“With every team we play, we primarily focus on our game and what our game plan is and how we’re going to play together. At the same time, we also focus on every opponent, no matter who they are, whether it’s Iceland or it’s Germany, in terms of shutting down their threats. We know the Mexico team very, very well. We know the players that we have to keep quiet. We know the approach that we need to take to do that. Our team has all that information and will be able to execute the game plan, both how we want to play and how we want to stop them.”

On how the players are coming along psychologically before the 2007 Women’s World Cup with the added pressure of a one-game qualifying series:

“Over the course of the last year-and-a-half, it’s the one question I’ve had with this team: How will they handle pressure? How will they handle playing a final of the Algarve tournament against Germany? How will they do in the Peace Cup without Abby? Every time we get a challenge like that, they respond very well. Sometimes you think, well, a player is going to go in the tank, but they haven’t. I have a lot of confidence that they will handle this situation very well, with a lot of confidence and poise. I think they’re really prepared for this and I agree that this is an important stepping stone because with a young team, the talent is there but what you really have to develop is that mental side and that sense of confidence both individually and collectively.”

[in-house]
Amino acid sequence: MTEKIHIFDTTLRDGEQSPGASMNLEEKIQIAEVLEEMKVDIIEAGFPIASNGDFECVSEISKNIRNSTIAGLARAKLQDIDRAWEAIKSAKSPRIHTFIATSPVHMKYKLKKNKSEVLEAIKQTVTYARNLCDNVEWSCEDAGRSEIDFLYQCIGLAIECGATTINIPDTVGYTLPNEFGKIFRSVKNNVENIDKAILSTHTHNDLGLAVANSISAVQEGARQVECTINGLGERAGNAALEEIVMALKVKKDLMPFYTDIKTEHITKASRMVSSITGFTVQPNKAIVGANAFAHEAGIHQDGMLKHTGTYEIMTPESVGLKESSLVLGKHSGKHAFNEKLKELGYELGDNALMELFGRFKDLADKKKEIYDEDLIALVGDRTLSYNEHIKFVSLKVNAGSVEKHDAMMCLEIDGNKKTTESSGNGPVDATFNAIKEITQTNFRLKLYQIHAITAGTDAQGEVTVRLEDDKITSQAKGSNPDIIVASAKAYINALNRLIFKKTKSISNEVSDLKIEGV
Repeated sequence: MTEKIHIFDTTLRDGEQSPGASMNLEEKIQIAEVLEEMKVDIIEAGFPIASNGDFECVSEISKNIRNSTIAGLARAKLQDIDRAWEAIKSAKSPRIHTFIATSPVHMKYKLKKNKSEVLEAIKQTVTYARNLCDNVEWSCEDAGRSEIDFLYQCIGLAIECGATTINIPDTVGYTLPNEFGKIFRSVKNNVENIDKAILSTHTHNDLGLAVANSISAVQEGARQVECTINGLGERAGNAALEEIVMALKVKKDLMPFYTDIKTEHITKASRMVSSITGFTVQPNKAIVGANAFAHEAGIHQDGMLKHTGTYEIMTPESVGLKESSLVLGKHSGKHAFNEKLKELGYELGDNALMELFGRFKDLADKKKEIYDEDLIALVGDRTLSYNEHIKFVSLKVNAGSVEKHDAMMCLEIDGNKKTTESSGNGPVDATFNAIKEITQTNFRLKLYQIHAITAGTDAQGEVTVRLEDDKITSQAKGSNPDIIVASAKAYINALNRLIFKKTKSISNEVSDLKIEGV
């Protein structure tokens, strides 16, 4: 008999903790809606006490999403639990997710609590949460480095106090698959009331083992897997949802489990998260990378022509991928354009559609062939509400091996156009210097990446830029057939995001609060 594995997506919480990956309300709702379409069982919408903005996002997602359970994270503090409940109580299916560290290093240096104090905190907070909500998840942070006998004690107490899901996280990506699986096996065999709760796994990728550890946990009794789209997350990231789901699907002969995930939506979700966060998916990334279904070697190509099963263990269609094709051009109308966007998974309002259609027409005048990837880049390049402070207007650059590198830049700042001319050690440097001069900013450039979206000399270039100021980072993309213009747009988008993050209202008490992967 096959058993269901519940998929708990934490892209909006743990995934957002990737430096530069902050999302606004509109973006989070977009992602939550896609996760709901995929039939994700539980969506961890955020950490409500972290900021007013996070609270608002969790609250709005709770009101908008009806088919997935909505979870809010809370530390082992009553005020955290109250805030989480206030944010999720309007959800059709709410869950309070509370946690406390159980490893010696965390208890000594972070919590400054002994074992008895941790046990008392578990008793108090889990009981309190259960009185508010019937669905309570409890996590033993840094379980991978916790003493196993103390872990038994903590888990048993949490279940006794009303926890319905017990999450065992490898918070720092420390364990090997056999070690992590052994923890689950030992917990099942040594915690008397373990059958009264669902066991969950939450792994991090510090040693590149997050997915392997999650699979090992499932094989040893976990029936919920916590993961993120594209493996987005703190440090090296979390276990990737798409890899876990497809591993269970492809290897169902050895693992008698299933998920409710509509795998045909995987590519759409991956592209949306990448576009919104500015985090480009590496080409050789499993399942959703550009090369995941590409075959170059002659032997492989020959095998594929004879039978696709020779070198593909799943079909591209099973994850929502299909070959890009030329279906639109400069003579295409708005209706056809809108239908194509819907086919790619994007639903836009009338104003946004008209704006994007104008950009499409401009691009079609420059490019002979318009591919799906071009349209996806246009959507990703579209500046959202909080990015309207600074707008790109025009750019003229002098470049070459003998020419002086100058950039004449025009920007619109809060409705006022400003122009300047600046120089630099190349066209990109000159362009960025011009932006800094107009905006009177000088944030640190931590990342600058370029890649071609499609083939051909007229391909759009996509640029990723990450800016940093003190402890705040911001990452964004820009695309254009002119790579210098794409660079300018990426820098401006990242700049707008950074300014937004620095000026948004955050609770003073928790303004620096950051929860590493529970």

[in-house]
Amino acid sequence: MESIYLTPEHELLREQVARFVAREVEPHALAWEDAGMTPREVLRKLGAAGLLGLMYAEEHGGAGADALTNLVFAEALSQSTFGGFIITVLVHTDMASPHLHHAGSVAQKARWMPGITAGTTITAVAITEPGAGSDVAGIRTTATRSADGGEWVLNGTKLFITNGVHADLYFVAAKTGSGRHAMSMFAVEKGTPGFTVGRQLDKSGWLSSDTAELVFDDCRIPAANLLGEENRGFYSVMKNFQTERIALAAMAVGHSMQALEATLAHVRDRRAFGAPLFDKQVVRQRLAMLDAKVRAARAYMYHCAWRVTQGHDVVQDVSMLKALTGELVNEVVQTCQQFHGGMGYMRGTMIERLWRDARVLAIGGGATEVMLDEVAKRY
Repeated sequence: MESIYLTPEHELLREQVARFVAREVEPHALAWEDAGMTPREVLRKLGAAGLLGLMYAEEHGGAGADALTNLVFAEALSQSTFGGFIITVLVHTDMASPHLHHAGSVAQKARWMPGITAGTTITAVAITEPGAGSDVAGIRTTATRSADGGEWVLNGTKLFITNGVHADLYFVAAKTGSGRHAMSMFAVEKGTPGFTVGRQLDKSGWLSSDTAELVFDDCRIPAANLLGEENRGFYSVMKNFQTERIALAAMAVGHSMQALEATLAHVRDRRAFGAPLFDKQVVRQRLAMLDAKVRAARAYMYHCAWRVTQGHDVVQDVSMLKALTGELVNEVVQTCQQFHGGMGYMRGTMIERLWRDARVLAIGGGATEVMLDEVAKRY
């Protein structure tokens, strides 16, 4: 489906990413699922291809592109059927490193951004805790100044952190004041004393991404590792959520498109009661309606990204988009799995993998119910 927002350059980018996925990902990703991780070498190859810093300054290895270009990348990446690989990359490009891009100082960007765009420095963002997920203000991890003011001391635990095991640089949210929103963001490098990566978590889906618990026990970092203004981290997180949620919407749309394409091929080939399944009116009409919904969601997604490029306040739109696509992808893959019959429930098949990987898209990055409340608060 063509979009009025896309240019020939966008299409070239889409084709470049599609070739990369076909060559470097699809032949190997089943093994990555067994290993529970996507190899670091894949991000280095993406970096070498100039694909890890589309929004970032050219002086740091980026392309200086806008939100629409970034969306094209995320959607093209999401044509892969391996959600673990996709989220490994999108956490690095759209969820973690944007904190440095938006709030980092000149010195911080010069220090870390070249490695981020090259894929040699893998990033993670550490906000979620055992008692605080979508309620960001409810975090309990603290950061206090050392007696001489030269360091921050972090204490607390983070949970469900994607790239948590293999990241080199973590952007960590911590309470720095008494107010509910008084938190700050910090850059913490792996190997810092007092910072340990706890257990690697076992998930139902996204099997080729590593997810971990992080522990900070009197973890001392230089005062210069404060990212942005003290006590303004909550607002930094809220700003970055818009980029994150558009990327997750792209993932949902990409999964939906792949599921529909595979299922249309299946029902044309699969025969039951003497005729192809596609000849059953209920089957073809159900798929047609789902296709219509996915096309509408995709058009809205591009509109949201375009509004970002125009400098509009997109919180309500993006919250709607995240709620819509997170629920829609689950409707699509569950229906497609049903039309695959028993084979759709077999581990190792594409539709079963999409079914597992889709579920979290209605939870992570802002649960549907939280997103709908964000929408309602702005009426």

On whether he has seen the Canadian team close the gap with the U.S. and whether that rivalry is still there:

“I think the whole world is improving their game, Canada, Sweden, Japan, Nigeria. Everyone is improving and there’s more parity. The games are closer. Canada beat our team a few years back and we haven’t lost to them in a while but it’s a close game and it’s a battle. I think Canada is playing very, very well. They have some great veteran players but they’ve also got some great young players. I can guarantee this, every time we play Canada now, it’s a close match. If they have their best players and we have our best players, it’s a very tight match, and a good match.

“In terms of the rivalry, I think it’s a little different than it was before and I’m not sure why. Evan (Pellerud, Canada National Team head coach) and I are good friends. We get along, we go out and have dinners together, we sit together and scout. The players know that we get along well and there doesn’t seem to be the animosity that there was at one time. We both know when the whistle blows we’re going to go out there and battle and they’re going to go out there and battle. I think the games have been good, hard, but very clean games since I’ve been coach of the team and interacting with Evan.”

On how not playing in a women’s league impacts the U.S. WNT players:

“We’re all hoping to see a women’s professional league come back in the United States because of the benefit of developing so many players and the players we were able to get out of the WUSA like Shannon Boxx, who developed so much from that league, and Abby, as well. We’re hoping that’s going to happen. At the same time, I believe that just having a residency and being able to train this young group of players has accelerated the development of our team beyond what playing in a league would have done for them because we’re training like a club team. We’re not just a national team coming in now and then. We’re playing games year-round, we’re specifically developing the individuals that play for us and we’re overseeing that process. This year has been the most ideal situation for us in terms of development of this young team.”

On whether he’d like to see some of his young players play overseas: